Guilty. The Court determined that Richmond was competent to enter a plea of guilty and that his
plea was made knowingly and voluntarily. At the conclusion of the hearing, the plea of guilty was
accepted and Richmond was adjudged guilty.
The Court then proceeded to impose sentence. During the sentencing hearing, Richmond’s
counsel argued successfully that the Court should not apply a two level increase for the obstruction
of justice adjustment, as argued by the Government and recommended by the probation officer.
The Court, however, did not apply the two level decrease for acceptance of responsibility under
U.S.S.G § 3E1.1(a), finding that Richmond had falsely denied or frivolously contested relevant
conduct that the court determined to be true, inconsistent with acceptance of responsibility. See
Application note 1(A). The Court sentenced Richmond within the advisory guideline range to 125
months, which was formally entered on the clerk’s docket on August 20, 2013.
Richmond did not appeal his conviction or his sentence; however, on April 21, 2016,
Richmond’s sentence was reduced to 120 months pursuant to 18 U.S.C. § 3582(c)(2). Richmond
now seeks relief pursuant to 28 U.S.C. § 2255.
A § 2255 motion is the presumptive means by which a federal prisoner can challenge his
conviction or sentence. See Davis v. United States, 417 U.S. 333, 343 (1974). The parameters of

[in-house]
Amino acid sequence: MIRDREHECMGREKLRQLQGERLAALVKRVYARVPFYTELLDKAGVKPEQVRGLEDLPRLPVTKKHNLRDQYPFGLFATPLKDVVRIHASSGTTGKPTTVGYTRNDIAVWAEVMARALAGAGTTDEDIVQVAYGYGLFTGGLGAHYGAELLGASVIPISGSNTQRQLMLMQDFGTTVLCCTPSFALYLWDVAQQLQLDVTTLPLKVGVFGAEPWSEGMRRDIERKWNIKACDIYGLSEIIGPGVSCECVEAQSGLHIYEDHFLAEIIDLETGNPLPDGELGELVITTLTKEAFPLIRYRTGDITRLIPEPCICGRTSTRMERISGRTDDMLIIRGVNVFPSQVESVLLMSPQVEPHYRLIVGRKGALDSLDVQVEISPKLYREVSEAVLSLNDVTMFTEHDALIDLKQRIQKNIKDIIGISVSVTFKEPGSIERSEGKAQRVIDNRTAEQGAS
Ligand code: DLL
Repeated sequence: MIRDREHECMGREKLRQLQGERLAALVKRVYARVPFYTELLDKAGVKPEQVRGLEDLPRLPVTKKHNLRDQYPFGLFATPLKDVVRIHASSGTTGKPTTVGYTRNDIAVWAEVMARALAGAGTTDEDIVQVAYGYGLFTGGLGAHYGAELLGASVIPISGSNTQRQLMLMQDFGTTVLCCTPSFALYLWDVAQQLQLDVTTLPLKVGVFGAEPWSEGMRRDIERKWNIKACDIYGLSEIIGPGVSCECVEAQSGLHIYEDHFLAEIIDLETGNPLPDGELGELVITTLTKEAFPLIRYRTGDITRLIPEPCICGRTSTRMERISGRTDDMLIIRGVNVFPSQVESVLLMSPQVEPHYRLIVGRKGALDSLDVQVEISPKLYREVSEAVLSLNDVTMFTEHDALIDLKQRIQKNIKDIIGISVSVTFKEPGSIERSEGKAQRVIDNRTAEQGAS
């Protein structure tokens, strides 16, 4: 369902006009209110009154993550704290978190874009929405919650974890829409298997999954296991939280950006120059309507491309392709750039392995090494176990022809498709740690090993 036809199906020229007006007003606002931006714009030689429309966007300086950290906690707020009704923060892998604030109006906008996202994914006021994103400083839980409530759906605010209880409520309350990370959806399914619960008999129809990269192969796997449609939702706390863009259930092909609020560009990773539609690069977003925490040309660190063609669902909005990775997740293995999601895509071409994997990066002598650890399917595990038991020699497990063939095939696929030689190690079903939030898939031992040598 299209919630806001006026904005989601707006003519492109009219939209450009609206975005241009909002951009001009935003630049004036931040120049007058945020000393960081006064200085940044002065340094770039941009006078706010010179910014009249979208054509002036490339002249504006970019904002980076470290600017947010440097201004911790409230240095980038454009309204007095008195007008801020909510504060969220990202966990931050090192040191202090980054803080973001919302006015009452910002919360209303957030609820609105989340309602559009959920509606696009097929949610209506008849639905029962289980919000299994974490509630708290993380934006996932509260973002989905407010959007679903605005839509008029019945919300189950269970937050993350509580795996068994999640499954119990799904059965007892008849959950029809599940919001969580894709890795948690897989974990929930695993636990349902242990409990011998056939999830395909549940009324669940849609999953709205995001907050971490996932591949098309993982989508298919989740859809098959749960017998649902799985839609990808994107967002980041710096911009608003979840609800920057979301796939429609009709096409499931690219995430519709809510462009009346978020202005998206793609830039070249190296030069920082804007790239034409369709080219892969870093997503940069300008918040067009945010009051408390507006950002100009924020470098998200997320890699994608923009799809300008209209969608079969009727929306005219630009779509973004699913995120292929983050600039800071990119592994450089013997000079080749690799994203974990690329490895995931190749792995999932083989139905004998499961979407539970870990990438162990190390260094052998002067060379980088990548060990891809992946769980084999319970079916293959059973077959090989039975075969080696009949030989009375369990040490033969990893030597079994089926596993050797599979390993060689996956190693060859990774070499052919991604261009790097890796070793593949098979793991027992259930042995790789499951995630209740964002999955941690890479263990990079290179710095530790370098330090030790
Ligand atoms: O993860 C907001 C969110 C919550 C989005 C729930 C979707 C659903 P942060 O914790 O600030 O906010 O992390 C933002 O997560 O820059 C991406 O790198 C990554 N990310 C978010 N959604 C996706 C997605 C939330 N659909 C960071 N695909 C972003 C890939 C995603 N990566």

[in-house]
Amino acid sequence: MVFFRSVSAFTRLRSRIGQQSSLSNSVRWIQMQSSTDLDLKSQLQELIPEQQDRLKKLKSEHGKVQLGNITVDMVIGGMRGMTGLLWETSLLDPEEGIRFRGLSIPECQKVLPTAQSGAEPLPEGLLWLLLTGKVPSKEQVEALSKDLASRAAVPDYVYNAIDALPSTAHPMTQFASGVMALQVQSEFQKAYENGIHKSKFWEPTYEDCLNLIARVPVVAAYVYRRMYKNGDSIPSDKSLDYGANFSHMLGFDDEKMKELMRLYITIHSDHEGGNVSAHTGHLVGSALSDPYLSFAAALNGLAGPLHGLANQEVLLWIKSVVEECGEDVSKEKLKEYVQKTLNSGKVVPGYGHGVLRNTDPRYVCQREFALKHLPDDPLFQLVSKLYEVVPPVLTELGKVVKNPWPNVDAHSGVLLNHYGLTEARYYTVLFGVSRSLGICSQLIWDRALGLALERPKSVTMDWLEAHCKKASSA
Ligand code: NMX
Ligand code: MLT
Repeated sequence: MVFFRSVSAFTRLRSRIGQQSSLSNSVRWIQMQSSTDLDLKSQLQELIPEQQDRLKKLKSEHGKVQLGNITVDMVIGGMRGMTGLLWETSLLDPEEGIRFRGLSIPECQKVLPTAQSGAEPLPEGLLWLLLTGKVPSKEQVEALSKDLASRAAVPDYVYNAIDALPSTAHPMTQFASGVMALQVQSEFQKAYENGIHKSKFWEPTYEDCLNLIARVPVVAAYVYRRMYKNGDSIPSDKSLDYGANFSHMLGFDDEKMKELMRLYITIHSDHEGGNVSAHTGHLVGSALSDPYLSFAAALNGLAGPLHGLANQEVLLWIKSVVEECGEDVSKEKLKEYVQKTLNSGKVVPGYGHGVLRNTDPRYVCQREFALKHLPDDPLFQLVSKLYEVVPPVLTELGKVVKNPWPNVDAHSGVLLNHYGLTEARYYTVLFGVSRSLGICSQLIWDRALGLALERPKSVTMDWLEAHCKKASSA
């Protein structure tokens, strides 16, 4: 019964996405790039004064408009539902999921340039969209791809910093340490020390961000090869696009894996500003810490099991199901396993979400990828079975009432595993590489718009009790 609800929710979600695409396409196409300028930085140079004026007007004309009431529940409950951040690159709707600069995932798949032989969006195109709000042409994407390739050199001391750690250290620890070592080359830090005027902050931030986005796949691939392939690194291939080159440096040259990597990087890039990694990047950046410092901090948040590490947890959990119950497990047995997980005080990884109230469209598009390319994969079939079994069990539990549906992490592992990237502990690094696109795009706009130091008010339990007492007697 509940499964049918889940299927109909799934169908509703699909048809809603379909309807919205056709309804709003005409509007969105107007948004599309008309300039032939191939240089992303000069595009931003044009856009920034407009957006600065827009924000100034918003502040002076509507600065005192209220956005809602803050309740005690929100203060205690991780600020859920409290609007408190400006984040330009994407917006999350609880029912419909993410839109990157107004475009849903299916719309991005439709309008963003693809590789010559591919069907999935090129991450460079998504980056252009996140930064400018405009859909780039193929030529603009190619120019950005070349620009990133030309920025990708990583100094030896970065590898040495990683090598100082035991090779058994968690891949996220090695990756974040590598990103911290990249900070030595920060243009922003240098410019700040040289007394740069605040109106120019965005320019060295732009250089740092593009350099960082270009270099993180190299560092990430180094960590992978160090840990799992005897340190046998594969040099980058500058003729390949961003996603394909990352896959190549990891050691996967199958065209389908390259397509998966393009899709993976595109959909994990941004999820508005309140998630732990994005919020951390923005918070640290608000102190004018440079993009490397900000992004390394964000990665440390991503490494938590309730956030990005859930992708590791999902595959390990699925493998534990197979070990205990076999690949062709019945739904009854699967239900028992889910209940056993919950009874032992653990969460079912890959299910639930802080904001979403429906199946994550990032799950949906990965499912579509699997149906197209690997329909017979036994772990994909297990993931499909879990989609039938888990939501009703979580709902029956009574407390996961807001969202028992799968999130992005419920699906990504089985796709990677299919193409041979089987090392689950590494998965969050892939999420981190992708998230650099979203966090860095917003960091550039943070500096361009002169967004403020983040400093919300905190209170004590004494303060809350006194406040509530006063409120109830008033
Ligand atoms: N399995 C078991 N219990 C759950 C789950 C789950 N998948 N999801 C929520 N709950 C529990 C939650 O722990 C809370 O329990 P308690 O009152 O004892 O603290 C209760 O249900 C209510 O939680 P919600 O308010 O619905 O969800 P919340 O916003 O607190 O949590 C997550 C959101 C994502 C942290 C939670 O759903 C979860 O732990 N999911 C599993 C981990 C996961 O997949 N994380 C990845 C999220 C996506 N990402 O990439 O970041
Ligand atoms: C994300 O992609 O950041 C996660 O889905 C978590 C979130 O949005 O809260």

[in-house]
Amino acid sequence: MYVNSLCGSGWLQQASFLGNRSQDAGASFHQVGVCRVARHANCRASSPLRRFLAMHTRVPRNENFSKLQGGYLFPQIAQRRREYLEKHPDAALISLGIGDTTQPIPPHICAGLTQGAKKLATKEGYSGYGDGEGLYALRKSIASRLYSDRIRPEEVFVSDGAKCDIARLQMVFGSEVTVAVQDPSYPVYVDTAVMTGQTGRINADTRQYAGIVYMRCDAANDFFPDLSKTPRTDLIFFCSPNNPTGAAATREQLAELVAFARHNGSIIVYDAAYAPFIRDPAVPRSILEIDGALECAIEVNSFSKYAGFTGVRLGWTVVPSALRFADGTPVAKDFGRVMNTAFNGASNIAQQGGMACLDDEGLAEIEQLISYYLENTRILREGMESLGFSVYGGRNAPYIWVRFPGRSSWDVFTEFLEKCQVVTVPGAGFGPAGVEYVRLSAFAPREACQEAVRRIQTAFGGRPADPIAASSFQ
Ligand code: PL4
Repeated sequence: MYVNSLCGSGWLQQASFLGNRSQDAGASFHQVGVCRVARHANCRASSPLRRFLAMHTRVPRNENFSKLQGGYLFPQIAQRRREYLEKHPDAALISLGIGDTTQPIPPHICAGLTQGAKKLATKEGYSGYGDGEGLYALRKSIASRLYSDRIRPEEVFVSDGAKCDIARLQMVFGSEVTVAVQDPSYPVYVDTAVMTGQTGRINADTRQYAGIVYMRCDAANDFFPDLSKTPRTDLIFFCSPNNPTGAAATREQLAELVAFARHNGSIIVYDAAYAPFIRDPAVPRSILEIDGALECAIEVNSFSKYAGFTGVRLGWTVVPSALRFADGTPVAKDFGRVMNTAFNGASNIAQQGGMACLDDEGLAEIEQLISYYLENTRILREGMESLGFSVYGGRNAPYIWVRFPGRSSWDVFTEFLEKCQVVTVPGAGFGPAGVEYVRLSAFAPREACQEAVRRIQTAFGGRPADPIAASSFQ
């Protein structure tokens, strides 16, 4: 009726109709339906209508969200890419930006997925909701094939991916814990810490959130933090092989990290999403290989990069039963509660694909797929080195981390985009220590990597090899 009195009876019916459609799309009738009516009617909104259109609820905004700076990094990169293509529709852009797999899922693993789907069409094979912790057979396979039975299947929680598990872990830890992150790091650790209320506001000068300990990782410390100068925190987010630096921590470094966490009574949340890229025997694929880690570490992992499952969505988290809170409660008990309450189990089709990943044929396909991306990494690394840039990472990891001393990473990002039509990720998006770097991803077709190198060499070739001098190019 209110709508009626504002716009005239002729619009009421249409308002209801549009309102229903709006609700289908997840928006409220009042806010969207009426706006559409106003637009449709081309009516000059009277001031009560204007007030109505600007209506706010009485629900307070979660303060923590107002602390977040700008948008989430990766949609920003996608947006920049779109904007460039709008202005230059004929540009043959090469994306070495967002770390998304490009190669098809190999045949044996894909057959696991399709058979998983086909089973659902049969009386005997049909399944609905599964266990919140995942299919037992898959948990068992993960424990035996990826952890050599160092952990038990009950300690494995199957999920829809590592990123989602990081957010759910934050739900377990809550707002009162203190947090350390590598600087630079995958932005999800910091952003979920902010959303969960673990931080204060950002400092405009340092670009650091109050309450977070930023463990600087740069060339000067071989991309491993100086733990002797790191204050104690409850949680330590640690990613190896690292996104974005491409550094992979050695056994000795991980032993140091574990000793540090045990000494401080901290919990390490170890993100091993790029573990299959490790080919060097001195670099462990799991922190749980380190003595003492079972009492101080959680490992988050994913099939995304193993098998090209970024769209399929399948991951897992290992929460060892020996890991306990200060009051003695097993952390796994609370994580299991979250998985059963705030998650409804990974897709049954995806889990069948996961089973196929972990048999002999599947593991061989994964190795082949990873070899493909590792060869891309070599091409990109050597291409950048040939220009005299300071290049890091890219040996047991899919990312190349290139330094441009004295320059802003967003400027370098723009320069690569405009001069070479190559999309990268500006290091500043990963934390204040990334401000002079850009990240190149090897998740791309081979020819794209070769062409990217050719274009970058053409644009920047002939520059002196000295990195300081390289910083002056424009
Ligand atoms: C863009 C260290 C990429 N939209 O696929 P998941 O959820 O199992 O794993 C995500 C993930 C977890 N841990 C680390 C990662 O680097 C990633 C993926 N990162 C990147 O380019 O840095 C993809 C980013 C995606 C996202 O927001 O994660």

relief pursuant to § 2255 were reviewed in Young v. United States, 124 F.3d 794, 796 (7th Cir.
Section 2255 is not a way to advance arguments that could have been presented
earlier--especially not when the arguments rest entirely on a statute. See Reed v.
Farley, 512 U.S. 339, 114 S. Ct. 2291, 129 L.Ed.2d 277 (1994). Although sec. 2255
para.1 permits a collateral attack on the ground that “the sentence was imposed in
violation of the Constitution or laws of the United States,” only a small portion of
statutory claims demonstrate that the sentence or conviction is itself a violation of
law. The error must be so fundamental that a “complete miscarriage of justice” has
occurred. Reed, 512 U.S. at 348, quoting from Hill v. United States, 368 U.S. 424,
428, 82 S. Ct. 468, 7 L.Ed.2d 417 (1962). Other “non-constitutional errors which
could have been raised on appeal but were not, are barred on collateral
review--regardless of cause and prejudice.” Bontkowski v. United States, 850 F.2d
306, 313 (7th Cir. 1988).
Thus, relief pursuant to § 2255 is limited to an error of law that is jurisdictional, constitutional, or
constitutes a fundamental defect which inherently results in a complete miscarriage of justice.
Borre v. United States, 940 F.2d 215, 217 (7th Cir. 1991).
In order for a plea to be valid, it must be made voluntarily, knowingly, and intelligently.
United States v. Hays, 397 F.3d 564, 567 (7th Cir. 2005) (citing United States v. Gilliam, 255 F.3d
428, 432-33 (7th Cir. 2001)).
A plea is voluntary when it is not induced by threats or
misrepresentations, and the defendant is made aware of the direct consequences of the plea. United
States v. Jordan, 870 F.2d 1310, 1317 (7th Cir. 1989) (citing Brady v. United States, 397 U.S. 742,
Richmond presents two claims in his § 2255 motion. In claim one, he contends that his
counsel was ineffective for failing to advise him of his right to timely plead guilty in exchange for
acceptance of responsibility and for unreasonably delaying the proceedings. In his second claim,
Richmond argues his counsel was ineffective when he failed to investigate and present viable
evidence to support his motion to suppress. In a supplement to his § 2255, Richmond asserts that